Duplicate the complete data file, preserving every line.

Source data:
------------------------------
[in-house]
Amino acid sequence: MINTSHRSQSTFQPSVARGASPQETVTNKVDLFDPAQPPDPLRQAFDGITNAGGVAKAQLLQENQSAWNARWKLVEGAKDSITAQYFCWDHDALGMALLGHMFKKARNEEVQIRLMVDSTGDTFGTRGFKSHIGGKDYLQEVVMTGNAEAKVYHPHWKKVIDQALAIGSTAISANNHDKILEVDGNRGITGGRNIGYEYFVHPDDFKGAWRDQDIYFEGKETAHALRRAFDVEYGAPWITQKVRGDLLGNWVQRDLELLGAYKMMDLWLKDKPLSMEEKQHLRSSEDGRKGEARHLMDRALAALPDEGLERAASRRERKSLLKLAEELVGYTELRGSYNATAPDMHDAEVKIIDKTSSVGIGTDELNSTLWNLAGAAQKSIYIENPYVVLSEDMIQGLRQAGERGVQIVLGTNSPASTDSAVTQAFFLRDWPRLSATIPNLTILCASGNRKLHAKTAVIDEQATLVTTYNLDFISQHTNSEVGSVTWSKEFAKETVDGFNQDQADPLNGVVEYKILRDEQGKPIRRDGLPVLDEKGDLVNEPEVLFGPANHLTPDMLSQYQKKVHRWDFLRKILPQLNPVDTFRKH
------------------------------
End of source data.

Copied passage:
[in-house]
Amino acid sequence: MINTSHRSQSTFQPSVARGASPQETVTNKVDLFDPAQPPDPLRQAFDGITNAGGVAKAQLLQENQSAWNARWKLVEGAKDSITAQYFCWDHDALGMALLGHMFKKARNEEVQIRLMVDSTGDTFGTRGFKSHIGGKDYLQEVVMTGNAEAKVYHPHWKKVIDQALAIGSTAISANNHDKILEVDGNRGITGGRNIGYEYFVHPDDFKGAWRDQDIYFEGKETAHALRRAFDVEYGAPWITQKVRGDLLGNWVQRDLELLGAYKMMDLWLKDKPLSMEEKQHLRSSEDGRKGEARHLMDRALAALPDEGLERAASRRERKSLLKLAEELVGYTELRGSYNATAPDMHDAEVKIIDKTSSVGIGTDELNSTLWNLAGAAQKSIYIENPYVVLSEDMIQGLRQAGERGVQIVLGTNSPASTDSAVTQAFFLRDWPRLSATIPNLTILCASGNRKLHAKTAVIDEQATLVTTYNLDFISQHTNSEVGSVTWSKEFAKETVDGFNQDQADPLNGVVEYKILRDEQGKPIRRDGLPVLDEKGDLVNEPEVLFGPANHLTPDMLSQYQKKVHRWDFLRKILPQLNPVDTFRKH